Mozart Minute: A Pianist Talks Shop with Mozart
If you were a pianist or composer in Europe in Mozart’s day, you definitely had competition.
By the time Mozart reached adulthood and was establishing a career for himself as a freelance composer and performer in Vienna, word of his earlier career as a child prodigy had reached corners far and wide. And his adult career left no one in doubt about the extent of his musical gifts.
So what must it have been like to be a musician in Mozart’s day? A letter Mozart wrote his father, Leopold Mozart, on April 28, 1784 gives us an idea. Mozart wrote Leopold that the Dutch pianist Georg Friedrich Richter, on a performance tour, would be stopping by Leopold’s home in Salzburg on his way back from Vienna to Holland.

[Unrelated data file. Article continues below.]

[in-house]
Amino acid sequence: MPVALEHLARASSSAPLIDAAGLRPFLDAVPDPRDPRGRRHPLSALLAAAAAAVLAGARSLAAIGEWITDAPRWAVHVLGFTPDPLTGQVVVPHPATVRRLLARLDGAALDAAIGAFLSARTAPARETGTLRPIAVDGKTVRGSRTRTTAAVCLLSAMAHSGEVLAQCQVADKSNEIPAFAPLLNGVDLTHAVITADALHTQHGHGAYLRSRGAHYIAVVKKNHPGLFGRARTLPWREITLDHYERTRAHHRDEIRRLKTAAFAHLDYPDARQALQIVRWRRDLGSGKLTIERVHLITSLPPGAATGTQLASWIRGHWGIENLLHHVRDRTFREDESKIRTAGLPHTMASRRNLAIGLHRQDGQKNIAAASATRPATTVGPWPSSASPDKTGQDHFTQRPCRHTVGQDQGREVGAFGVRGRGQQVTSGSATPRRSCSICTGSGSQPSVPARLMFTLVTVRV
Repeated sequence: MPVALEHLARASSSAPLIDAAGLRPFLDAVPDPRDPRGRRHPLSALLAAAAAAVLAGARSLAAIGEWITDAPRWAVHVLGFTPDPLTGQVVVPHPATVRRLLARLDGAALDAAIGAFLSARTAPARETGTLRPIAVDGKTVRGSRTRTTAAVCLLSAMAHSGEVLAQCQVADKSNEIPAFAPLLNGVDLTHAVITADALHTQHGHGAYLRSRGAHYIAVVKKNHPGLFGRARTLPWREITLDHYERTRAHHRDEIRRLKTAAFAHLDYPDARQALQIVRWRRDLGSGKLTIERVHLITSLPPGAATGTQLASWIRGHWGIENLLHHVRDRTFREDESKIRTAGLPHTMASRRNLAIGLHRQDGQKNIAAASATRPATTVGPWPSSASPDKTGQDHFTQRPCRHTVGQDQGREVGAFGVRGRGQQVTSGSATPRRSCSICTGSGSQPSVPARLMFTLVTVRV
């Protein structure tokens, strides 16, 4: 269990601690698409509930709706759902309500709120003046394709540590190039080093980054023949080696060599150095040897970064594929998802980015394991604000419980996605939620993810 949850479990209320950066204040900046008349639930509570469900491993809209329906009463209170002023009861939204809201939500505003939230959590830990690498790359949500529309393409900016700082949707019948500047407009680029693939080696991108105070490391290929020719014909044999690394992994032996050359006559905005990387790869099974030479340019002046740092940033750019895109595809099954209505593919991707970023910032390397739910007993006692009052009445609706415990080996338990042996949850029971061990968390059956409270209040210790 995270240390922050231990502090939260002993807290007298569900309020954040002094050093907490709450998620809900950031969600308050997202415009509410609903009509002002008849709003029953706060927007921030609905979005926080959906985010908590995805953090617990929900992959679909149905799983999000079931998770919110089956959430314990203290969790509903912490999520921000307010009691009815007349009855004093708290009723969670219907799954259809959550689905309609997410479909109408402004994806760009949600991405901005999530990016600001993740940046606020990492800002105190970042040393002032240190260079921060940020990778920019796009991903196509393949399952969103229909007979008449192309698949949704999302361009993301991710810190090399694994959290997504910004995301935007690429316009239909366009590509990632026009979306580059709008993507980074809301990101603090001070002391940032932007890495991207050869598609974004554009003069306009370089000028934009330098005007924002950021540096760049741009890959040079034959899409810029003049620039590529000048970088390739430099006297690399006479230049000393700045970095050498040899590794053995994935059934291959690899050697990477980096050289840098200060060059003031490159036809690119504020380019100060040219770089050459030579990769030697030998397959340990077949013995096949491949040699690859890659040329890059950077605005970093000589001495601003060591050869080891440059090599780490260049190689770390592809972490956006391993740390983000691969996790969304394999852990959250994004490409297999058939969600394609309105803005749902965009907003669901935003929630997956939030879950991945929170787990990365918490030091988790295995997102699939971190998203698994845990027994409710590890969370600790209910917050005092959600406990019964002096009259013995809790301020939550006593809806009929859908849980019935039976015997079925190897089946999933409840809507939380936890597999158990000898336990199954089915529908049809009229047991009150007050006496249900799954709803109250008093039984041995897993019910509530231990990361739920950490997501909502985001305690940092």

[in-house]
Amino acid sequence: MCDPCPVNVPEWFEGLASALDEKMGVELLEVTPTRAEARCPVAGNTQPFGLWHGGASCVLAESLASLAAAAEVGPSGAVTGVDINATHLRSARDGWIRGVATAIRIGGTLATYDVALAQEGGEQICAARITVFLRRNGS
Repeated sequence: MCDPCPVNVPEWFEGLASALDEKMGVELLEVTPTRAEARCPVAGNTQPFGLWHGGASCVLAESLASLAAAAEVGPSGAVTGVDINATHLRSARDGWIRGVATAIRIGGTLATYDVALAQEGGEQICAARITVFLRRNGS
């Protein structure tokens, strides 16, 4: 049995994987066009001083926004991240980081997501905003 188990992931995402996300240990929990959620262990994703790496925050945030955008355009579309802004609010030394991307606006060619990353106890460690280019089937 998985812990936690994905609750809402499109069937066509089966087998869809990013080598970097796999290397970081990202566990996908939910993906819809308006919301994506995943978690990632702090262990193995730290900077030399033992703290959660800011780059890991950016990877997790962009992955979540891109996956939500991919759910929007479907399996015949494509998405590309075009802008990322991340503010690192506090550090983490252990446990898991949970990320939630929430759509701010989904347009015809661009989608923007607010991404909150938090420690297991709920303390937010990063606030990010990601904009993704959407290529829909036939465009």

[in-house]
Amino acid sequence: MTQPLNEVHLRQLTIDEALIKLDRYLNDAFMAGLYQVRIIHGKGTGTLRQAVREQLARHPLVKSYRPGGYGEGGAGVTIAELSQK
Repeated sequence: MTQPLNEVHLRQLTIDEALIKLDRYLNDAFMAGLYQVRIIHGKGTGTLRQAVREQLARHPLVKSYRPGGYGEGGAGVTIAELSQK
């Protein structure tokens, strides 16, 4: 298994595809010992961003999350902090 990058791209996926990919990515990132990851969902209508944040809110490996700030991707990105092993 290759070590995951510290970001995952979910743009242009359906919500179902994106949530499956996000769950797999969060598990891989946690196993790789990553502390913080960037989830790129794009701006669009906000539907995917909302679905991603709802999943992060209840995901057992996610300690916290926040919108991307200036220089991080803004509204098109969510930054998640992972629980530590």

Wolfgang wasn’t tremendously impressed by Richter’s playing. “He plays well as far as execution goes,” Mozart wrote, “but as you will discover when you hear him, he is too rough and labored and entirely devoid of taste and feeling. Otherwise he is the best fellow in the world and is not the slightest bit conceited.” (The Letters of Mozart and His Family, trans. Emily Anderson).
According to the same letter, Richter reviewed Mozart’s playing far more favorably than Mozart had reviewed his. Mozart wrote, “When I played to him he stared all the time at my fingers and kept on saying: ‘Good God! How hard I work and sweat – and yet win no applause – and to you, my friend, it is all child’s play.’” And perhaps taking the “child’s play” remark as a cue to rub in his prodigious talent, Mozart went on, “‘Yes,’ I replied, ‘I too had to work hard, so as not to have to work hard any longer.’”